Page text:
“You might as well play…can't win if you don't play,” Luther Shoals said Wednesday morning after buying several Powerball tickets at a local gas station.
Luther was joined by several other lotto hopefuls just before the lunch hour rush. It’s something that’s become a norm for the small Conoco station off Kelly Ave. in Oklahoma City.
Oklahomans everywhere have Powerball fever. With the total topping out at $1.5 billion it's the largest jackpot in American history. Despite the after-tax pay out of $660 million, many say it’s too good to pass up.
The odds of winning aren't great, only one in 292.2 million. Experts say buying more than one ticket won't help. While the opportunity to pick the winning numbers goes up with each ticket, your odds of actually winning go down.
They also say don’t put faith in “lucky” numbers. Statistics show you should avoid picking birthdays or anniversaries and opt for the computer picks instead. Although some, like retired soldier Freddie Carter who smiled through his beard when he agreed that he chose a mix of science and superstition.
“A combination of my U.S. Army number, birthday and then a combination of an analysis of the previously drawn winning numbers,” he said.
But it's not all fun and games. Businesses in Oklahoma actually lose on the lotto. Sellers only get 6 cents a ticket and don't get any winnings if they sell “the big one.” Rex Rogers said his small gas station has also seen a decrease in side business due to long lines and customers only coming in for lotto tickets instead of goods.
It can also be dangerous for businesses and employees. Oklahoma is a cash only lottery and many shops are full up making for lucrative targets for would be robbers. Rogers said his small station had stepped up security and cash transfers since the jackpot began creeping towards record heights.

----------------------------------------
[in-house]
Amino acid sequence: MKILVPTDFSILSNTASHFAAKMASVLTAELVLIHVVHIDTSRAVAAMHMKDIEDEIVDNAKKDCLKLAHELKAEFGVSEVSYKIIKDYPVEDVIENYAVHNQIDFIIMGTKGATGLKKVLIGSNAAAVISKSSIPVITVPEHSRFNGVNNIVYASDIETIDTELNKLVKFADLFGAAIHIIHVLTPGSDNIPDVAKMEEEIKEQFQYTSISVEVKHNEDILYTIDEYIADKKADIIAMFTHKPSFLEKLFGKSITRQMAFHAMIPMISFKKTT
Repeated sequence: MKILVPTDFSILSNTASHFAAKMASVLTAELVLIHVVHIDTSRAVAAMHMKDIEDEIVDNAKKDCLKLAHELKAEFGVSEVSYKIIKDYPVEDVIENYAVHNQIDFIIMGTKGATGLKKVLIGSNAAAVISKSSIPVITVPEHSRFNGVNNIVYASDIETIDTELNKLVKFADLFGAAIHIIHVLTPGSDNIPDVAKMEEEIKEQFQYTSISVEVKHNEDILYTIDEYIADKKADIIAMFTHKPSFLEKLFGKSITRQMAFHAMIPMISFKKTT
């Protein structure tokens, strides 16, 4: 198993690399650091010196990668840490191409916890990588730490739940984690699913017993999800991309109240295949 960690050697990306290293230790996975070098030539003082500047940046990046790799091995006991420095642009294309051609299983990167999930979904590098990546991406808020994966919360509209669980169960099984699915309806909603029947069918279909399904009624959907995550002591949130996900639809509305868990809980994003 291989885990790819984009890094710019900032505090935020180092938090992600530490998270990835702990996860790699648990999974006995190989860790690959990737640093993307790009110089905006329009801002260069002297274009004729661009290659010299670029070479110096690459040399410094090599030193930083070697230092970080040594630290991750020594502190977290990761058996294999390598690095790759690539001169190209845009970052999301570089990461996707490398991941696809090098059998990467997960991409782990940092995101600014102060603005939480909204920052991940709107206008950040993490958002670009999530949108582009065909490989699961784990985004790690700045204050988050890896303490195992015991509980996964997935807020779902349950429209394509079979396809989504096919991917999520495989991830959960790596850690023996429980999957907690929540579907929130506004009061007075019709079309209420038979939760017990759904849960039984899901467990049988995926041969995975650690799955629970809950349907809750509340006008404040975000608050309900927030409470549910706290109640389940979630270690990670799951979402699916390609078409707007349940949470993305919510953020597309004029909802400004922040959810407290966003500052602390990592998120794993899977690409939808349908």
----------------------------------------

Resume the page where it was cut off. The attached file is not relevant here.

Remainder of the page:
“We've got security. You can't see them but we've got security here during this time,” he said.
When it comes to the winnings, financial advisors say it’s better to take the annuity pay out rather than the lump sum. The average payout will last 29 years and work out to roughly $16 million per year.
“I'd buy my mom a house, buy me a house [and] probably invest the rest. Make it work for me for the rest of my life,” Shoals said.
Winners who choose the annuity make about 20 percent more in cash over time. The jackpot also goes towards a winner’s estate, should the winner die before all the money is given out. Experts also say it can prevent the winnings from being “blown” too quickly, which has become a common story among past winners.
“Me and the grandson have been talking about a trip to Paris,” Brad Hunt said after getting his numbers. “I think Paris is on the agenda first anyway.”
Others, however, were a little more frugal with their hypothetical winnings.
“Pay off all my family's debts. I got a daughter, three grandkids, I'd put something away for them.” Carter said.
If there is no winner Wednesday, estimates show the jackpot could rise above $2 billion, setting yet another record. Sales of tickets for Wednesday night’s drawing are stopped at 8:59 p.m.